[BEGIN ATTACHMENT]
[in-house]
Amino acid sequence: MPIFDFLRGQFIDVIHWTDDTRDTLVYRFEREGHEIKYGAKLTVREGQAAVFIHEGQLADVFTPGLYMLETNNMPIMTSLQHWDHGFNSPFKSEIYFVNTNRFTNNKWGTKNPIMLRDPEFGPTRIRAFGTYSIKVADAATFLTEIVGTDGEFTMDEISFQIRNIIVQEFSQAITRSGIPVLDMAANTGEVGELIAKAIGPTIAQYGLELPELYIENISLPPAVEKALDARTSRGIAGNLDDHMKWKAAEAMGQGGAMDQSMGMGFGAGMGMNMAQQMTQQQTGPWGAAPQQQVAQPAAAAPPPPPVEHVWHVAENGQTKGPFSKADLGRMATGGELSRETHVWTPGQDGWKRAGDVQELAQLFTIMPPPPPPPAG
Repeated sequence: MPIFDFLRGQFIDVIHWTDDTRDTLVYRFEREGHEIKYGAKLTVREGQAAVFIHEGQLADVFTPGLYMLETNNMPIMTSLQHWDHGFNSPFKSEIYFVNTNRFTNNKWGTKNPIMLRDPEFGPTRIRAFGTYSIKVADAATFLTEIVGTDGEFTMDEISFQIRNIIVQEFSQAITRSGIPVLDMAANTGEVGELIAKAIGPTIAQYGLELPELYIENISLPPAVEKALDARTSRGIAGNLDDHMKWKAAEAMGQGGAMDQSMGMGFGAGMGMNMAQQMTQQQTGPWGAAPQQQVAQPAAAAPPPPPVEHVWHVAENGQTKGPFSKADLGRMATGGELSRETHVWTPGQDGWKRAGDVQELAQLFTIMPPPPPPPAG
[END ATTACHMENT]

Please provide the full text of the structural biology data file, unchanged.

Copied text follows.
[in-house]
Amino acid sequence: MPIFDFLRGQFIDVIHWTDDTRDTLVYRFEREGHEIKYGAKLTVREGQAAVFIHEGQLADVFTPGLYMLETNNMPIMTSLQHWDHGFNSPFKSEIYFVNTNRFTNNKWGTKNPIMLRDPEFGPTRIRAFGTYSIKVADAATFLTEIVGTDGEFTMDEISFQIRNIIVQEFSQAITRSGIPVLDMAANTGEVGELIAKAIGPTIAQYGLELPELYIENISLPPAVEKALDARTSRGIAGNLDDHMKWKAAEAMGQGGAMDQSMGMGFGAGMGMNMAQQMTQQQTGPWGAAPQQQVAQPAAAAPPPPPVEHVWHVAENGQTKGPFSKADLGRMATGGELSRETHVWTPGQDGWKRAGDVQELAQLFTIMPPPPPPPAG
Repeated sequence: MPIFDFLRGQFIDVIHWTDDTRDTLVYRFEREGHEIKYGAKLTVREGQAAVFIHEGQLADVFTPGLYMLETNNMPIMTSLQHWDHGFNSPFKSEIYFVNTNRFTNNKWGTKNPIMLRDPEFGPTRIRAFGTYSIKVADAATFLTEIVGTDGEFTMDEISFQIRNIIVQEFSQAITRSGIPVLDMAANTGEVGELIAKAIGPTIAQYGLELPELYIENISLPPAVEKALDARTSRGIAGNLDDHMKWKAAEAMGQGGAMDQSMGMGFGAGMGMNMAQQMTQQQTGPWGAAPQQQVAQPAAAAPPPPPVEHVWHVAENGQTKGPFSKADLGRMATGGELSRETHVWTPGQDGWKRAGDVQELAQLFTIMPPPPPPPAG